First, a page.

Integration Testing: The testing of a component or module of code to ensure it integrates correctly with other components or modules of code.

Integration Testing Moduleshttp://www.plutora.com/wp-content/uploads/2018/01/Integration-Testing-Mo... 768w, http://www.plutora.com/wp-content/uploads/2018/01/Integration-Testing-Mo... 804w" sizes="(max-width: 300px) 100vw, 300px" />
When we talk about integrating one component with another, we are talking about making sure that the two segments fit together correctly and communicate data correctly between each other. Using our illustrated example, the search function (module #1) sends user defined search criteria to module #2 via XML. This second module then translates that, and creates the search parameters to send on to the database via JDBC.

The challenge with integration testing is that when you have multiple developers simultaneously developing multiple modules, you can’t test how two or more modules integrate together until all the modules are ready… or can you?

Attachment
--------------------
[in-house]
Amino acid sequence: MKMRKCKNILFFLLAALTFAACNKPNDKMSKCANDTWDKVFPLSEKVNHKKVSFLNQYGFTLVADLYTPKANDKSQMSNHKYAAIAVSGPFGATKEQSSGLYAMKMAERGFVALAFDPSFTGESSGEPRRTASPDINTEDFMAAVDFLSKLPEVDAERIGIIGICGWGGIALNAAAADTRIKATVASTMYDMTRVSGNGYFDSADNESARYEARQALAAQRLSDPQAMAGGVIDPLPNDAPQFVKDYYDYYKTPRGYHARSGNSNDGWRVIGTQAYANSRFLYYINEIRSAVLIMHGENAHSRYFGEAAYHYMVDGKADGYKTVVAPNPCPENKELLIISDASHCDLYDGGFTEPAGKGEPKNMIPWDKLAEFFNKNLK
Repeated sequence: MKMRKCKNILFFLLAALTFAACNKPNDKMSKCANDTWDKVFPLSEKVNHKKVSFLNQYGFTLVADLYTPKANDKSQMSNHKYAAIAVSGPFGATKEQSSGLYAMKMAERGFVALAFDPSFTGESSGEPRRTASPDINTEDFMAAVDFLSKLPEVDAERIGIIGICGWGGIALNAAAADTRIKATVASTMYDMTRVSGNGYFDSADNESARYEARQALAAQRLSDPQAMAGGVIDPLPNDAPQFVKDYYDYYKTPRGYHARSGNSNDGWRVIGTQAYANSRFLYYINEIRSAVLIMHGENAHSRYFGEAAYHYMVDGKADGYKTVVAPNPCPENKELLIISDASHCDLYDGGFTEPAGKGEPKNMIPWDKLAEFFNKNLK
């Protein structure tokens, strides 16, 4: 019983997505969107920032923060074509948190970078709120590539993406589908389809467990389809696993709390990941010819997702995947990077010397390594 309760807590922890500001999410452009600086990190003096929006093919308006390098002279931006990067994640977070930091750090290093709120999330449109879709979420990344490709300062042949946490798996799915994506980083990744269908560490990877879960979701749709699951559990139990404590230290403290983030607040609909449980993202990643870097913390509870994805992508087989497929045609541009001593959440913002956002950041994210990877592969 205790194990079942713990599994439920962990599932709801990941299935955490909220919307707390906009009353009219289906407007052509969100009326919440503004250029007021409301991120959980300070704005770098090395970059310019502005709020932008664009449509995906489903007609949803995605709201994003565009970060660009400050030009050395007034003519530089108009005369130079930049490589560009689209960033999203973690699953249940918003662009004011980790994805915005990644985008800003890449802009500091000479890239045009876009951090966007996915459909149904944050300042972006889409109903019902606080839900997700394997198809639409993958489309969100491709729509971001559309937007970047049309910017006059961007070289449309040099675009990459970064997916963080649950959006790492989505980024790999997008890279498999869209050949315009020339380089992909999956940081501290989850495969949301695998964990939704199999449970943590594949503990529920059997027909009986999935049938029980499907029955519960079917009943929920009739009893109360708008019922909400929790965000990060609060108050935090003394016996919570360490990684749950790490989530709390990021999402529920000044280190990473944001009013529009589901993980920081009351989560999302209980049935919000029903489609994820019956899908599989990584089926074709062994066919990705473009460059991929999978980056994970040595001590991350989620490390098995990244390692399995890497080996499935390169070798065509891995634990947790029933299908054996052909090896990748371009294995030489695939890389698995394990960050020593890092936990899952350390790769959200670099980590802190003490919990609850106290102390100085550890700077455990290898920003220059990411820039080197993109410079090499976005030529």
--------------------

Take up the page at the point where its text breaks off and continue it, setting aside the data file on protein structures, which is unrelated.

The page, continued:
The answer is yes. There are different methods of integration testing that can be useful when testing integration of various modules of a product.

Types of Integration Testing

Big Bang Testing – This method waits until all modules of a given product are completed before any integration testing is carried out. Using the example in the image above, your new product under development has been split into six modules to maximize developer resources. With Big Bang testing, you would have to wait for all six modules to be completed before even starting integration testing.

This type of testing can be both cost and resource intensive, because the reality is that some modules will be completed long before others. Causing some of your developers to be unproductive while waiting until the last module is completed, then scramble again when it’s finally time to test. Then when an issue is inevitably discovered, it is far more difficult and time intensive to track the issue down to the specific segment of code that needs to be fixed.

Incremental Testing – Using our same example of six total modules for a given product, when two connecting modules are completed, they can be integrated together and tested to make sure that the data being communicated is exactly what is expected.